Liu Yi Chang (aka Lau Yee Cheung in Cantonese) was born in Shanghai in 1918 and graduated from the St John University of Shanghai in 1941. Liu is a notable award winning writer and novelist in Hong Kong, who has published pieces in Chinese. In 1988, he participated in the fifth joint conference of Chinese academic literature as a representative of Hong Kong. Since Liu started writing in 1936, he has published many notable works in a wide variety of genres, including novels, prose and poetry. His works are notable for their subtlety and artistry. Amongst his vast array of works, his novella Tête-bêche inspired one of the key representatives of Hong Kong’s film industry: In the Mood for Love by Wong Kar-Wai.
Lee is a writer and academic who has taught in various renowned universities in the U.S., such as the University of Chicago, Princeton University and Harvard University. He moved to Hong Kong in 2004, where he as continued to lecture and write. He is currently the Sin Wai Kin professor of Chinese Culture at the Chinese University of Hong Kong. He has written a wide variety of genres that span across cultural criticism, prose, fiction and music reviews. Lee has written in both Chinese and English, including The Romantic Generation of Modern Chinese Writers, Voices from the Iron House: A Study of Lun Xun and Shanghai Modern: The Flowering of a New Urban Culture in China, 1830 – 1945.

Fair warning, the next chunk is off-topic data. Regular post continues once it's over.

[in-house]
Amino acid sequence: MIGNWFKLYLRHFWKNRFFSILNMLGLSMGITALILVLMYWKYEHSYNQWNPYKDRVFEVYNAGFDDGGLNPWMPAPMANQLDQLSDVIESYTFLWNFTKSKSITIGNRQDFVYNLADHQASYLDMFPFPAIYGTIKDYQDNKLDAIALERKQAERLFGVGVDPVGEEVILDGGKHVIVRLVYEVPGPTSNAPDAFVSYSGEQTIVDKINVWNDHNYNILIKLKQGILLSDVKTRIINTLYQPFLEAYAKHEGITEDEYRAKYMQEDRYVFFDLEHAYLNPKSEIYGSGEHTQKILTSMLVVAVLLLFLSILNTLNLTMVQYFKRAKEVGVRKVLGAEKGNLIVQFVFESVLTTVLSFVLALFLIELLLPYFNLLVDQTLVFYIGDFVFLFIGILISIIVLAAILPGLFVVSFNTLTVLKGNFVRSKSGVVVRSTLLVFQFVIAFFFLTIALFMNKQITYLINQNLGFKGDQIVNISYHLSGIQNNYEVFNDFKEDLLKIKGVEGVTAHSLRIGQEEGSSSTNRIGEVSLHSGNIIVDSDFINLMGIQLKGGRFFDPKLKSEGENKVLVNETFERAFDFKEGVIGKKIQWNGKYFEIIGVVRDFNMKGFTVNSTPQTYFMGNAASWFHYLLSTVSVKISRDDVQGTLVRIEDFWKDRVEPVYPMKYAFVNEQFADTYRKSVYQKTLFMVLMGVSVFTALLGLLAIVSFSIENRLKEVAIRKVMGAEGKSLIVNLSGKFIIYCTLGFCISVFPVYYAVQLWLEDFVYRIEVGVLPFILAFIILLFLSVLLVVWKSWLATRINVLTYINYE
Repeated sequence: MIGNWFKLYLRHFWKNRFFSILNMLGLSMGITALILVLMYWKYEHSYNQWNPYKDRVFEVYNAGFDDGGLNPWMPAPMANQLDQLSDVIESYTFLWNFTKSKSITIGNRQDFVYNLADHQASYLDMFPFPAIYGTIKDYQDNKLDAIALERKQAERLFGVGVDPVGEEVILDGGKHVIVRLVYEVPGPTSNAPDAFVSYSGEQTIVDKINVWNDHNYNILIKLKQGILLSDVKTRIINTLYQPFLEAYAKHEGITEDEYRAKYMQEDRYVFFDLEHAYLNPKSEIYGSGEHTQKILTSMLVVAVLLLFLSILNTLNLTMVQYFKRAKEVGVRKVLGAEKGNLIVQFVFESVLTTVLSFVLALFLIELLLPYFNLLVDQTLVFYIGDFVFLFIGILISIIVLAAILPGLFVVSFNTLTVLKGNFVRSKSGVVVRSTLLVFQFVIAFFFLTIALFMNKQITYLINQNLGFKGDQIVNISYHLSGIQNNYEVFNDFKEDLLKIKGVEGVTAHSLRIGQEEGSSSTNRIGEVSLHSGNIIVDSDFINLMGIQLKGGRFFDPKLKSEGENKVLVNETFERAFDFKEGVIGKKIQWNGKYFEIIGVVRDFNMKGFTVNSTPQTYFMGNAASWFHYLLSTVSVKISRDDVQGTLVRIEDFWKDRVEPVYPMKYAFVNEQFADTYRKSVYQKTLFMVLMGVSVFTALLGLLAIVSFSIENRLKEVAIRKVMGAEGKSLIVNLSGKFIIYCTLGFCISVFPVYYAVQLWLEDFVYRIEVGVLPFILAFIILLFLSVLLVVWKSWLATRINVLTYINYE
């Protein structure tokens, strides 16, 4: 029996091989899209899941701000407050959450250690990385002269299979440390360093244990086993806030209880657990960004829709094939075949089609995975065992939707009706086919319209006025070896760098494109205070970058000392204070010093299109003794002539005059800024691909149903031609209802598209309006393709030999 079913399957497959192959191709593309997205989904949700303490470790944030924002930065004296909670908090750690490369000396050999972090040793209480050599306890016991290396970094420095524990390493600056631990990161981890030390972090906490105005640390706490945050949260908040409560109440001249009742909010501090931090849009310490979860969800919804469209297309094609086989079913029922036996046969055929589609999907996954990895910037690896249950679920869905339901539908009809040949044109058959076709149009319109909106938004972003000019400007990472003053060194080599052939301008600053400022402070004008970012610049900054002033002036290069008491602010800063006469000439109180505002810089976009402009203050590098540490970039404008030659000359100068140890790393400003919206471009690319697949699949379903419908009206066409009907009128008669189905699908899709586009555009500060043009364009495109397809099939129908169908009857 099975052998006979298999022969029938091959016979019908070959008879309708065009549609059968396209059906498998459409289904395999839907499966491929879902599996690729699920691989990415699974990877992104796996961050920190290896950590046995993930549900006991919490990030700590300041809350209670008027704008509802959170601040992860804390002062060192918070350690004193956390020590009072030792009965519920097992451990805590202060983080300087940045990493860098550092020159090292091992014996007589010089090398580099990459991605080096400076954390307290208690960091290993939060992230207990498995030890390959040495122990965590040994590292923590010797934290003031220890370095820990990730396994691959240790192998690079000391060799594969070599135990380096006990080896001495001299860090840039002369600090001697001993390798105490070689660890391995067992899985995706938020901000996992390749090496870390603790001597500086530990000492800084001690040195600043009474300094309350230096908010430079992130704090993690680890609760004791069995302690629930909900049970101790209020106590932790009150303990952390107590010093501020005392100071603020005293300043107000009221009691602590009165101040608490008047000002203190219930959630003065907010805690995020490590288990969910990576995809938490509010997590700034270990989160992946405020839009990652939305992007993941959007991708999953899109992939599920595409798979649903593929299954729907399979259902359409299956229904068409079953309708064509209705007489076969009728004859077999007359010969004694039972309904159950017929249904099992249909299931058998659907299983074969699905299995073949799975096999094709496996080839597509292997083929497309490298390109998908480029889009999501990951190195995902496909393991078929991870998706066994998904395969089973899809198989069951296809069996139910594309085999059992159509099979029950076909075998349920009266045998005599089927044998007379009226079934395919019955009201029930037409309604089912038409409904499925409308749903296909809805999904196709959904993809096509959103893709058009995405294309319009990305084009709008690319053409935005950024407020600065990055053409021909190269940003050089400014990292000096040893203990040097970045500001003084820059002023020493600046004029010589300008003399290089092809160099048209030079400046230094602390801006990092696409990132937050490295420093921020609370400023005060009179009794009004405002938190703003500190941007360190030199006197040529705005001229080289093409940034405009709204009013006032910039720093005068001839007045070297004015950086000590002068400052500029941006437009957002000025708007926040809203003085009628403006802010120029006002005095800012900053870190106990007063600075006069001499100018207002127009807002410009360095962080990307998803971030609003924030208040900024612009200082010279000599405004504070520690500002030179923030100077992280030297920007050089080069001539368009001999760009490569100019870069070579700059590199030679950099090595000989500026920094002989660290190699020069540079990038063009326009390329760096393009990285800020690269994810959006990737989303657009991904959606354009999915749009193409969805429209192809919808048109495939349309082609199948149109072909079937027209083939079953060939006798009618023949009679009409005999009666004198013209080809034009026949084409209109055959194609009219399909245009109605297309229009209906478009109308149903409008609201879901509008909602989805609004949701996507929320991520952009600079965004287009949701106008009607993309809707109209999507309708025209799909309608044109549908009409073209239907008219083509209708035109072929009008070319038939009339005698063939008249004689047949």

Zhang was born in China and came to Hong Kong at the age of 12. She writes under the pen name Xi Xi. She started her professional career as a teacher, but now works as a writer who is popular throughout China and Taiwan. She started her writing career as a secondary school student and wrote for the local newspapers and magazines. Zhang writes with a unique style that reflects her experience of growing up and living in Hong Kong. She was influenced by a wide variety of artistic and literary styles from different cultures, namely fairy tales, European and Japanese films and Latin American and European writers. Her diary, Mourning for Breasts, where she chronicled her own experiences, was adapted into a film named 2 Become 1 in 2006.
Chan is a Hong Kong born and bred Chinese science fiction writer, who currently lives in Beijing. During the 1990s, he worked as an overseas publisher for the Chinese literary journal, Dushu (读书), published by the China Publishing group (中国出版集团) and Life, Reading and Innovation Bookstore (生活读书新知三联书店). His dystopian novel, The Fat Years (2009), was published in English by Doubleday in 2011 and has been translated into 20 languages. This was a finalist of the Jan Michalski Prize for Literature in 2013, yet it is banned in mainland China by state censorship. His writing is notable through his exploration of social issues and his realistic insight into China.
Dung Kai-Cheung is a multi-award winning Chinese fiction writer born in Hong Kong. He is an author, journalist, playwright and essayist who also works part-time as a lecturer of Chinese writing at the Chinese University of Hong Kong. His most notable works include Atlas: The Archeology of an Imaginary City (1996), in which Dung depicts Hong Kong as the imaginary city Victoria to present social critique on the colonial past of the city, and how it changed with the 1997 handover. Unlike any other local Chinese writers, Dung translates his own work into English from Chinese and has won numerous awards: the Hong Kong Arts Development Council Rookie Award (1997), the Hong Kong Art Development Award (2008), the Best Translated Work in the Science Fiction and Fantasy Translation Awards (2013), and more.
By Charlotte Sun